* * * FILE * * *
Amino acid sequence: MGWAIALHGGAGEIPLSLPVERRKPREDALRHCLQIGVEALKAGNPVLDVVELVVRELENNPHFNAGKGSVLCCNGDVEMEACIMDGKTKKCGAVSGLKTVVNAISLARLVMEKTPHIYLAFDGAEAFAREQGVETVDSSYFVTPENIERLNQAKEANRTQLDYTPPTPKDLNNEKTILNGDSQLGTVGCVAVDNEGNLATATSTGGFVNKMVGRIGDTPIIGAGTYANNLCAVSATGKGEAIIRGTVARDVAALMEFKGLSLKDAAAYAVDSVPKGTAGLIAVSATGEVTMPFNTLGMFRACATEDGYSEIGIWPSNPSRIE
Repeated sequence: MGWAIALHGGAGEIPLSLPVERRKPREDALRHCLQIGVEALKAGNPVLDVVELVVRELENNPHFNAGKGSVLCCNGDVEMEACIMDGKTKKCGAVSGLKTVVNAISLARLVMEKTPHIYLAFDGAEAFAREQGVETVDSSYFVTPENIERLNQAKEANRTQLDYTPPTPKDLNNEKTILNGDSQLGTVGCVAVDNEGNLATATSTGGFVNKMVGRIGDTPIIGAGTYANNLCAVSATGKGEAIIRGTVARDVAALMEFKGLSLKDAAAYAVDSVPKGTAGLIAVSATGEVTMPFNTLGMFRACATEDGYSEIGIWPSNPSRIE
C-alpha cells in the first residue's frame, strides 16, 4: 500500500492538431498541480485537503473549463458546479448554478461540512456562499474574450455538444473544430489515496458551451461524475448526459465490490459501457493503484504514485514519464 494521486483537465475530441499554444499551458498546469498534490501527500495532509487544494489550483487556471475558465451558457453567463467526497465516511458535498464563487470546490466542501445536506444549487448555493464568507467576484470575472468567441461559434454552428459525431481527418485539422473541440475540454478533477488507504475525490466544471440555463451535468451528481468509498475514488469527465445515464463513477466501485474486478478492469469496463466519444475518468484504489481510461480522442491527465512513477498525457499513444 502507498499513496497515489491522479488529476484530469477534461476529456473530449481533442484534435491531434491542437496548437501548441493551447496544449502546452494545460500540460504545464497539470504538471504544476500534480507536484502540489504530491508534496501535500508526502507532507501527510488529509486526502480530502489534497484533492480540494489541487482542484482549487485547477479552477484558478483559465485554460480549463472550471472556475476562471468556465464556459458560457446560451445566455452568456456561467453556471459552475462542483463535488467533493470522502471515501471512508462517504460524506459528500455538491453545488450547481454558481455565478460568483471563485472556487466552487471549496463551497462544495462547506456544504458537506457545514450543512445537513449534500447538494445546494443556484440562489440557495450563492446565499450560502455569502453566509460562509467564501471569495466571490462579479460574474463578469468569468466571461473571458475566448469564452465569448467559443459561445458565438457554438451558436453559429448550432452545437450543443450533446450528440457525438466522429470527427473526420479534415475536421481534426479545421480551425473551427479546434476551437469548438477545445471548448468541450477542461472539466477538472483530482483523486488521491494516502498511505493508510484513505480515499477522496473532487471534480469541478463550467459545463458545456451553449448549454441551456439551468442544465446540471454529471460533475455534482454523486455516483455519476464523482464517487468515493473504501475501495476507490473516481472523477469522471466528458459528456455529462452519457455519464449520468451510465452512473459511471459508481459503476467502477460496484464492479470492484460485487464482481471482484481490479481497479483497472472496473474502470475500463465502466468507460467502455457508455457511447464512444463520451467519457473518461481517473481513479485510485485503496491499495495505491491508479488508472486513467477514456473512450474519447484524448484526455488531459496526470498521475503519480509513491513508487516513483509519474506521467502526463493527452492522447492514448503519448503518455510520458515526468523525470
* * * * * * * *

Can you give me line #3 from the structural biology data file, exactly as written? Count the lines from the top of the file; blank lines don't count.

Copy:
C-alpha cells in the first residue's frame, strides 16, 4: 500500500492538431498541480485537503473549463458546479448554478461540512456562499474574450455538444473544430489515496458551451461524475448526459465490490459501457493503484504514485514519464 494521486483537465475530441499554444499551458498546469498534490501527500495532509487544494489550483487556471475558465451558457453567463467526497465516511458535498464563487470546490466542501445536506444549487448555493464568507467576484470575472468567441461559434454552428459525431481527418485539422473541440475540454478533477488507504475525490466544471440555463451535468451528481468509498475514488469527465445515464463513477466501485474486478478492469469496463466519444475518468484504489481510461480522442491527465512513477498525457499513444 502507498499513496497515489491522479488529476484530469477534461476529456473530449481533442484534435491531434491542437496548437501548441493551447496544449502546452494545460500540460504545464497539470504538471504544476500534480507536484502540489504530491508534496501535500508526502507532507501527510488529509486526502480530502489534497484533492480540494489541487482542484482549487485547477479552477484558478483559465485554460480549463472550471472556475476562471468556465464556459458560457446560451445566455452568456456561467453556471459552475462542483463535488467533493470522502471515501471512508462517504460524506459528500455538491453545488450547481454558481455565478460568483471563485472556487466552487471549496463551497462544495462547506456544504458537506457545514450543512445537513449534500447538494445546494443556484440562489440557495450563492446565499450560502455569502453566509460562509467564501471569495466571490462579479460574474463578469468569468466571461473571458475566448469564452465569448467559443459561445458565438457554438451558436453559429448550432452545437450543443450533446450528440457525438466522429470527427473526420479534415475536421481534426479545421480551425473551427479546434476551437469548438477545445471548448468541450477542461472539466477538472483530482483523486488521491494516502498511505493508510484513505480515499477522496473532487471534480469541478463550467459545463458545456451553449448549454441551456439551468442544465446540471454529471460533475455534482454523486455516483455519476464523482464517487468515493473504501475501495476507490473516481472523477469522471466528458459528456455529462452519457455519464449520468451510465452512473459511471459508481459503476467502477460496484464492479470492484460485487464482481471482484481490479481497479483497472472496473474502470475500463465502466468507460467502455457508455457511447464512444463520451467519457473518461481517473481513479485510485485503496491499495495505491491508479488508472486513467477514456473512450474519447484524448484526455488531459496526470498521475503519480509513491513508487516513483509519474506521467502526463493527452492522447492514448503519448503518455510520458515526468523525470